Sailor

Sailors

Description

Sailors assist the ship captain and any crew higher in hierarchy to operate ships. They dust and wax furniture and polish wood trim, sweep floors and decks, and polish brass and other metal parts. They inspect, repair, and maintain sails and rigging, and paint or varnish surfaces. They make emergency repairs to the auxiliary engine. Sailors may stow supplies and equipment and record data in log, such as weather conditions and distance travelled. 

Working conditions

Sailors usually work for long periods and can be exposed to all kinds of weather. Many people decide that life at sea is not for them because of difficult conditions onboard ships and long periods away from home.

However, companies try to provide pleasant living conditions aboard their vessels. Most vessels are air-conditioned and include comfortable living quarters. Many also include entertainment systems with satellite TV and Internet connections, and meals may be provided.

Work Schedules

Workers on deep-sea ships can spend months at a time away from home.

Workers on supply ships have shorter trips, usually lasting for a few hours or days.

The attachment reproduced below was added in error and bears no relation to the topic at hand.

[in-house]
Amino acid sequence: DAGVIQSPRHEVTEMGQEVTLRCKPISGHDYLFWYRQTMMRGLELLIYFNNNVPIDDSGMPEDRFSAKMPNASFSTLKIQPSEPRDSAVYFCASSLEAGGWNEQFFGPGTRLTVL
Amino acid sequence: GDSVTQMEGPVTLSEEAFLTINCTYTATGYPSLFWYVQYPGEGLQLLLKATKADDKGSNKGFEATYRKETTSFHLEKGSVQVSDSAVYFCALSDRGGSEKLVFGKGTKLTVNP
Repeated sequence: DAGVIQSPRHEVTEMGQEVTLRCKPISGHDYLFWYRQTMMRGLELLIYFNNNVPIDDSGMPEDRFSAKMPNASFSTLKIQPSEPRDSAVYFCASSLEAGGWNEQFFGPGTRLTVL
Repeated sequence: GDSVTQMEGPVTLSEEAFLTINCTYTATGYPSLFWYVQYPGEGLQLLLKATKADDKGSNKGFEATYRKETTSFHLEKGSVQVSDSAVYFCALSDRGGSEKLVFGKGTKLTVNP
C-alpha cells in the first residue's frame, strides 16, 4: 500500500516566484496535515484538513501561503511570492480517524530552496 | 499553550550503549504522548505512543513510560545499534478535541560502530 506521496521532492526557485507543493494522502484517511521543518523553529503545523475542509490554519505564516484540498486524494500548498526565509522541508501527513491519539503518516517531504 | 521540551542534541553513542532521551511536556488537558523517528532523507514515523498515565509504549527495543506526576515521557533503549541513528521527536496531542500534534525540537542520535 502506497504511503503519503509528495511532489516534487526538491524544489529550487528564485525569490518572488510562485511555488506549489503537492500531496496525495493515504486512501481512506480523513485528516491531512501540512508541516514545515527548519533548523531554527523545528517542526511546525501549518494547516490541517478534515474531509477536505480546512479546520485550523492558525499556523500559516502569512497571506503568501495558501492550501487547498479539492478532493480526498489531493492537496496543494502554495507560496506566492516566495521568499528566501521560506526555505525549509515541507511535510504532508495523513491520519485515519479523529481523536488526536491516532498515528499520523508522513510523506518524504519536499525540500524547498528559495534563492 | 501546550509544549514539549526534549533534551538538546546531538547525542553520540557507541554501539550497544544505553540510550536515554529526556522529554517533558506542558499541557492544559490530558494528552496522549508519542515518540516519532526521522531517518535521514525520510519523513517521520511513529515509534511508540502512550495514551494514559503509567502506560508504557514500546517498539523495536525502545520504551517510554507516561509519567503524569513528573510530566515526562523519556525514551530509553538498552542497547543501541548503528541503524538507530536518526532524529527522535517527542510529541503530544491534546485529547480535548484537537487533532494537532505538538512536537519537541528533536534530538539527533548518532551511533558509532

Tugboats and barges travel along the coasts and on inland waterways, and crews are usually away for 2 to 3 weeks at a time.

Those who work on the Great Lakes have longer trips, around 2 months, but often do not work in the winter, when the lakes freeze.

Crews on all vessels often work for long periods, 7 days a week, while aboard.

Ferry workers and motorboat operators usually are away only for a few hours at a time and return home each night. Many ferry and motorboat operators service ships for vacation destinations and have seasonal schedules.

Other titles

The following job titles also refer to sailor:

mariner
crewmember

Minimum qualifications

A high school diploma is generally required to work as a sailor.

ISCO skill level

ISCO skill level is defined as a function of the complexity and range of tasks and duties to be performed in an occupation. It is measured on a scale from 1 to 4, with 1 the lowest level and 4 the highest, by considering:

  • the nature of the work performed in an occupation in relation to the characteristic tasks and duties
  • the level of formal education required for competent performance of the tasks and duties involved and
  • the amount of informal on-the-job training and/or previous experience in a related occupation required for competent performance of these tasks and duties.

Sailor is a Skill level 2 occupation.

Sailor career path

Similar occupations

These occupations, although different, require a lot of knowledge and skills similar to sailor.

ordinary seaman
fisheries deckhand
deep-sea fishery worker
decksman
bulk filler

Long term prospects